Orientation Week, lovingly known as O-Week, is something that is celebrated in most colleges around the world to ease you into the next transformative years of your life as gently as possible. It may also been seen as a clever ruse to tricking you into believing that your life is no longer a mess and all that is to follow is fun and games. Some describe it as the highlight of their college experience, some look back at it as the most cringe-worthy period of their existence, and heck, some simply don’t bother attending. While the perspectives may vary, one thing is clear: you don’t forget your O-Week, and for good reason. It is a time of exhilaration and apprehension; new beginnings and naivety. No one can ever truly prepare you for it, but I’ll try my best by providing you with this handy dandy guide on making the most of O-Week.
Alright kids, here’s a non-exhaustive list of things you should know:
1) First of all, try to be as well-rested as possible before it all starts. It would also do you good to stack up on some of those multivitamins your mom insists on you eating, because trust me, you’ll be needing those. After a summer spent lazing around, your body is very much likely to cripple under the weight of ~12 hours of activities – I have not yet come across a single person who hasn’t complained about aching limbs and an overall dead-ness by the end of Day 1. You will feel pain erupting from muscles you never knew you possessed, and you’ll discover all the new and exciting ways in which a single shoulder can hurt. Early mornings coupled with late nights for a continuous week would guarantee a loss of strength and you will most likely find yourself experiencing early signs of aging. Lethargy will be your middle name. But of course, it’ll all be worth it.
2) Dress for comfort. You’ll probably dress up really nicely the first day in honour of the opening ceremony, but you might want to take your sanity into consideration for the rest of the week. Remember: the days will be long, hot and exhausting. Most importantly, do yourself a favour and please wear comfortable walking shoes that will last you the day without pinching your toes or stabbing your heels. That nice pair of ballet flats that you trust for everyday-wear? Throw it away. Or be ready to experience betrayal of the most painful kind. Your best bet is a nice pair of sneakers or boots that will survive the long walks you’ll be taking all around campus all day long.
3) Have an open mind. It is highly likely that your O-week group would be entirely made up of strangers, many with interesting personalities. I know that you would rather ditch your group to go hang out with your old school buddies, but please, please don’t. Not only would you miss out on a lot of awkward-yet-endearing bonding, you would also be doing yourself the disservice of narrowing your boundaries at the very beginning of a new experience. So just let go of preconceived prejudices, see beyond how “weird” someone may be and simply try to have a nice time with people who are just as nervous and excited as you are. You are no better or no worse than anyone else around you; don’t forget that you all made it here through a similar procedure, and you all deserve to have a good time.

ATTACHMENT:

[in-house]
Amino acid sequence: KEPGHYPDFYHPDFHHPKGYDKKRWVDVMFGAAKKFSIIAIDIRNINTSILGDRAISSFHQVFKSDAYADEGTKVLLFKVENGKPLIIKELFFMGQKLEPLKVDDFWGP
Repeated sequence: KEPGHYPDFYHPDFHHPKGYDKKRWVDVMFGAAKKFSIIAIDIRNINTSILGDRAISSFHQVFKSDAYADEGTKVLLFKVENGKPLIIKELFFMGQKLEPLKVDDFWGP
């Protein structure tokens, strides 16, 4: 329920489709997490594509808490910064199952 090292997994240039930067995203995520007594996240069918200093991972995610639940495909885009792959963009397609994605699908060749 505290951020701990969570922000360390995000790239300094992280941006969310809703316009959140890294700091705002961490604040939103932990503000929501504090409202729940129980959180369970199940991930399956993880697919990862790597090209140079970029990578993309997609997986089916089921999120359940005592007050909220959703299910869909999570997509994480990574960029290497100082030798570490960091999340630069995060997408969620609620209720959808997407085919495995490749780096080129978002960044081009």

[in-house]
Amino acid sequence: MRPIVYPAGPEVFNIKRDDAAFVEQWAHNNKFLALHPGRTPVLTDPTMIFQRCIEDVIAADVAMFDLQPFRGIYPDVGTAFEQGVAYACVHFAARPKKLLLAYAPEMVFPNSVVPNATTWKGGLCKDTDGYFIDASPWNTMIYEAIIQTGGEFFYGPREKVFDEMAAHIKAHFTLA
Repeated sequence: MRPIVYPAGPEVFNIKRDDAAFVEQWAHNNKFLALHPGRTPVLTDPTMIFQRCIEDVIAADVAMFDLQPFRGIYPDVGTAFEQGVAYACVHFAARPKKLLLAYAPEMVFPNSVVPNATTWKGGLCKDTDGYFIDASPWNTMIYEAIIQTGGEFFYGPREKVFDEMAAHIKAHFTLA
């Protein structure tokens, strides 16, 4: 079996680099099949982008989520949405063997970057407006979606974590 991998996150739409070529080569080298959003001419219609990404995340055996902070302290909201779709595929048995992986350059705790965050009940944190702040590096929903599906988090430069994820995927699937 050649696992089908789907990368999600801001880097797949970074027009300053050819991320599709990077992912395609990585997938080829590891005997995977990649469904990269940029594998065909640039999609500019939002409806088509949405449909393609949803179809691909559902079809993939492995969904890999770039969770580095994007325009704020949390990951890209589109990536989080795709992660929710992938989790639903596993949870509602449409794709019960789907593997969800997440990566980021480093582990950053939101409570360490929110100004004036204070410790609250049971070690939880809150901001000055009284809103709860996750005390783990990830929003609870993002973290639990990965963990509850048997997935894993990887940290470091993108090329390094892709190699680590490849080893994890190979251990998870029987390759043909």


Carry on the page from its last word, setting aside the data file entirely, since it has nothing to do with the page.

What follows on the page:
4) Listen, loosen up. It has probably been a long time since you’ve experienced a “first”, and it is entirely normal for you to be nervous in a new environment. But here’s the thing: no one knows you. You are a blank slate right now and it is entirely up to you how you present yourself to the world. If anything has ever held you back in life or made you second-guess your every move, let go of it. O-week gives you the chance to experience “firsts” you never thought you could, so give yourself a break. Whether it’s singing in public, or participating in group sports, or simply divulging a never-uttered secret to your group-mates in the middle of the night, just do it. No one’s judging.
5) Know that your O-week does not necessarily set the pace for the rest of your college years. If you had the misfortune of meeting not-so-good people in this first week and experiencing difficulties fitting in, know that it gets better. If you experienced an exciting high that first week only for it to fade into a mundane routine, know that it is perfectly normal too. As far as people go, you might end up meeting your best friends that first week. Or maybe you hardly wave at your group-mates as you pass them by in hallways. Either way, your shared experience of entering this university as oblivious newbies is not going to fade for the rest of your life, and that’s a special bond you’ll always share. As for the rest of your academic life? You’ll survive that too.
6) At the end of the day, you define your own O-week experience and it’s up to you to make the most of it. You’ll meet enough people in that first week to run you through the essential do’s and don’ts about things from food choices to the woes of course enrollment (tip: become best-friends with your o-week coaches!), so it’s best not to worry yourself sick over things you’ll catch up on later. Right now is the time to breathe, relax, and look forward to the beginning of the most unforgettable time of your life. Congratulations to YOU for making it this far – there’s a long way to go and just so much to do, so you better buckle up for a fun ride!
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